Martial Art Shows You Can’t Beat the System
Published: January 23, 2013 (Issue # 1743)
It’s the middle of a December afternoon, and in a spartan hall in northwest Moscow, a group of men and women of various ages are lying on the floor, while others are defending themselves from opponents wielding whips. This is not some sado-masochistic ritual, but a seminar devoted to a form of the Russian martial art Systema.
Originally developed as a military practice for Russian special forces, Systema remains a relatively unheralded practice. Nowadays this training is also employed in the form of an education based on self-knowledge and control of others through the practice of defensive hand-to-hand combat.
There are several branches of Systema, each following a different pedagogy. The seminar in Moscow is taking place at the school of Mikhail Ryabko, founder and developer of one of the most popular forms of Systema, known as the Ryabko Style. Ryabko, a Special Forces colonel who has been involved in combat training since the age of 15, has seen his passion blossom into what is now a network of 200 affiliate schools around the world.
The main principles of Ryabko’s Systema are an absence of rank and precise techniques and an emphasis on improvisation and playful exercises. No physical protection is worn in this contact sport, in which breathing technique is a major focus.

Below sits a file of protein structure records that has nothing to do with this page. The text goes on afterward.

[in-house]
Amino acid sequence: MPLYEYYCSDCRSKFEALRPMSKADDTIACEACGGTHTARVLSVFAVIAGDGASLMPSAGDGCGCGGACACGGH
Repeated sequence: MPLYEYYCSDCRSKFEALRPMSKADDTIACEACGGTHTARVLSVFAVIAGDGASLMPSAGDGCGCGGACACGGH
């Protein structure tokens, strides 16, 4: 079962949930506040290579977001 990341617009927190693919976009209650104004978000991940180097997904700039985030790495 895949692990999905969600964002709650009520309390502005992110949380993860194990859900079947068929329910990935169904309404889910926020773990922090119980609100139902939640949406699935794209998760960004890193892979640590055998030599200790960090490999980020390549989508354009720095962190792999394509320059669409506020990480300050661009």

“Genius things are simple, and I think that Systema incorporates the God-given principle of power and energy at minimum costs,” said Vadim Yusupov, a 24-year-old Ryabko Systema adherent who has practiced boxing for two years and Shotokan karate for nine years.
“You can come to [Systema] with a rich experience of other martial art classes and with strength of body and good knowledge. But from this moment, everything is going to change: You come not to get additional information and techniques, but to cut out unnecessary things in your life. You will discover with amazement how great your power is. This power sits in harmony with nature, simple natural motions and relaxation,” he added.
The origins of Systema are difficult to assert, but it is believed to have grown out of various foreign-influenced martial arts that existed in imperial Russia and that practically disappeared after the Revolution.
“Some things are true, others are basically unverifiable,” said Vladimir Vasilyev, a former student of Mikhail Ryabko’s school and now an instructor in Toronto, Canada.
“The changes in government in Russia [during the last century] didn’t help to conserve a trace of what happened,” he added.
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